16. Coronation and Commonwealth: Heft and Weft
by Graham Kings
Date added: 20/11/2023
Receive this book, the most valuable thing that this world affords. Here is Wisdom; this is the Royal Law; these are the very Oracles of God.
On 6 May 2023, at Westminster Abbey, these ancient, hallowed words were spoken by the Moderator of the General Assembly of the Church of Scotland, Dr Ian Greenshields. He presented to King Charles III a hefty, specially printed, Kings James Version of the Bible.
In this article we will be exploring the heft and the weft of the Coronation of King Charles and Queen Camilla.
Heft means to ‘lift or carry something heavy in your hands’ and so, allusively, the heaviness, or gravitas, of something. The Archbishop of Canterbury placed the Crown of Edward onto the head of Charles and Charles bore the heft of history with that crown.
The location had the heft of ancient sacramentality. Westminster Abbey is a Royal Peculiar: it is not part of a diocese but subject to the direct jurisdiction of the Monarch. It is a national shrine, a burial place for Kings and Queens and a setting for weddings and coronations.
The foundation of the liturgy for the Coronation dates back to Archbishop Dunstan crowning King Edgar in 959 AD and again at Bath in 973, the first King of All England. The historian Judith Green describes Edgar’s reigns as ‘in many respects the apogee of Old English Kingship’. Dunstan served as Archbishop of Canterbury from 959-988: he was a monk, musician, illuminator, and metalworker. King Edgar greatly admired him and helped his reform of English monasteries.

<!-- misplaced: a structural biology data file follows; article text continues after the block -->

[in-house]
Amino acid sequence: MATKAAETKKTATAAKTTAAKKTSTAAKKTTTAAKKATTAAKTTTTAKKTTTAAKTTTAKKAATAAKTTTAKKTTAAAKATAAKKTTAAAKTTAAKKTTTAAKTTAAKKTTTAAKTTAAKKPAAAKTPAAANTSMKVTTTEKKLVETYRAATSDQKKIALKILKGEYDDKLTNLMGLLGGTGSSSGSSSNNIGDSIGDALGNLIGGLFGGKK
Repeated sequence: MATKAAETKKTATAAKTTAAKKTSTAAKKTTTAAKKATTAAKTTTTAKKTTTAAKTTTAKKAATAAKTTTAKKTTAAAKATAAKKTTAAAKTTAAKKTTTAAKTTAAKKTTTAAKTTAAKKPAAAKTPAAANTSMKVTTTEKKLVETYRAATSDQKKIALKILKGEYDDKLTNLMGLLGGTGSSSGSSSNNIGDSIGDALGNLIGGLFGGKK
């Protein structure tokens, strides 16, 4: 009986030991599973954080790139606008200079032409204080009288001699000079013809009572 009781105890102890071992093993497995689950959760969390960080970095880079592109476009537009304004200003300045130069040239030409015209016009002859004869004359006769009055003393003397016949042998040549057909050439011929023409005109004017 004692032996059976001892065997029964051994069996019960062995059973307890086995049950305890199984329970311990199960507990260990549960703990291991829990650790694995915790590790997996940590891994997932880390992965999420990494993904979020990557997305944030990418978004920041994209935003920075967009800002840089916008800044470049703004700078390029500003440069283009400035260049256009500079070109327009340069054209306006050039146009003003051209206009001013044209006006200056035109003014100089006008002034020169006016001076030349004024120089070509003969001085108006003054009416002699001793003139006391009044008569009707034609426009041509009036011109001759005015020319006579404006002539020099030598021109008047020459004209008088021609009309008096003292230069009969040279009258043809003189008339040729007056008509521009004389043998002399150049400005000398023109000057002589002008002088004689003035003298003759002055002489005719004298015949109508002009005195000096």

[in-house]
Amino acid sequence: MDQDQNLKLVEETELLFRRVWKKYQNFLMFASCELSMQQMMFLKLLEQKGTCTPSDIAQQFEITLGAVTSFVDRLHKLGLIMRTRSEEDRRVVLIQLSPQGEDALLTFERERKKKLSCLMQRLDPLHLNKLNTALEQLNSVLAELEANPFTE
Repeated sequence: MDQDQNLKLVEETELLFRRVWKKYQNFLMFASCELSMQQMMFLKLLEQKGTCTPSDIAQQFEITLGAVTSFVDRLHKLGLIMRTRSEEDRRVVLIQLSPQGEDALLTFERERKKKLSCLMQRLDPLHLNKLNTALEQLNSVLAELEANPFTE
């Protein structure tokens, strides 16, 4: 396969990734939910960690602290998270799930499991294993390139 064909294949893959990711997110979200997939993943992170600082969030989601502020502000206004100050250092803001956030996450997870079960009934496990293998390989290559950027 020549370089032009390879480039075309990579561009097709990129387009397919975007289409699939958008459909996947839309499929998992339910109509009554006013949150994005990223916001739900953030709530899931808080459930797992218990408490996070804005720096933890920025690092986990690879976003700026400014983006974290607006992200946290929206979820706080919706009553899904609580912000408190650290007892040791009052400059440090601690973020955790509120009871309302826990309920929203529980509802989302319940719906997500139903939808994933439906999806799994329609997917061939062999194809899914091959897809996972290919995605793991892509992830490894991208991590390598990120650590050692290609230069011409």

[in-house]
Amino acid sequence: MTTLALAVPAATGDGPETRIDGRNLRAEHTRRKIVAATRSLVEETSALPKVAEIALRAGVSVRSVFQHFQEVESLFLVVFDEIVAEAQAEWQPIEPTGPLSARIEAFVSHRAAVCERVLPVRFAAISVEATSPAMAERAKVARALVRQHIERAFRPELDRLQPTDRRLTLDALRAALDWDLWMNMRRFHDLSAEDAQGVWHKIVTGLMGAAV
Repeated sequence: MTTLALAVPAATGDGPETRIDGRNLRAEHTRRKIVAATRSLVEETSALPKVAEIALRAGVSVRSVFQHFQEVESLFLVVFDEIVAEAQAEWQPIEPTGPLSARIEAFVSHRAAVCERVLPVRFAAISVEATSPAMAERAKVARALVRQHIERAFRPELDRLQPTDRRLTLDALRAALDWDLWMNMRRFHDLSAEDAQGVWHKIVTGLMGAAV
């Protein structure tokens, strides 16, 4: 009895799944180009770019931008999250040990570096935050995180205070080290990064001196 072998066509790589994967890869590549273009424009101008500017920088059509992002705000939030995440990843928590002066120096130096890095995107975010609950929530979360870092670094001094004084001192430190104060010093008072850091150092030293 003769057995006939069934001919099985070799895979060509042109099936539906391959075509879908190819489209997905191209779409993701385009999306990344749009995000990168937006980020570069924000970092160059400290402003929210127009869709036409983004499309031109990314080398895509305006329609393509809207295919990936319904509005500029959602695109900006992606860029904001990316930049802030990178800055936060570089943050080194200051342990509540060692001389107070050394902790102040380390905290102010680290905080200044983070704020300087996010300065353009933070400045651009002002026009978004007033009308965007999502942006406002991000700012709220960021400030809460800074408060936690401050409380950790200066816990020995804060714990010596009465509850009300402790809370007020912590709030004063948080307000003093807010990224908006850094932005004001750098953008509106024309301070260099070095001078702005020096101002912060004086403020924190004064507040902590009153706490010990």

Weft is the horizontal lines of yarn on a weaving loom, which are at right angles to the warp, the lengthwise lines. The Commonwealth was woven, in various imaginative ways, into the Coronation service.
In the Procession of the Commonwealth Realms were the Governor-General and Prime Ministers, or their representatives, of Antigua and Barbuda, Australia, Bahamas, Belize, Canada, Grenada, Jamaica, New Zealand, Papua New Guinea, St Christopher and Nevis, Saint Lucia, Saint Vincent and the Grenadines, Solomon Islands, Tuvalu and the UK.
10 traditional melodies from folk and popular songs, from nations of the Commonwealth, were referenced by Iain Farrington, in his new organ composition, ‘Voices of the World’. This was played with vigour and virtuosity before the service by Matthew Jorysz. Richard Morrison, music critic of The Times commented, ‘Few present could have heard a cathedral organ sound so inebriated.’ The new Director of Music at Westminster Abbey is Andrew Nethsingha, whose father studied at St Thomas College, Mount Lavinia, Sri Lanka. Pretty Yende, an opera singer from South Africa, sang before the service ‘Sacred Fire’, by Sarah Class.
The beautifully embroidered screen, which shielded the King during his anointing by the Archbishop of Canterbury, had the names of the 56 countries of the Commonwealth woven as the leaves of a tree, by the Royal School of Needlework. The design, by Aidan Hart, was personally chosen by the King and was paid for by the City of London and the City of London livery companies. The motto, ‘All shall be well and all manner of thing shall be well’ was from Mother Julian of Norwich (b. 1343), a hermit at Norwich.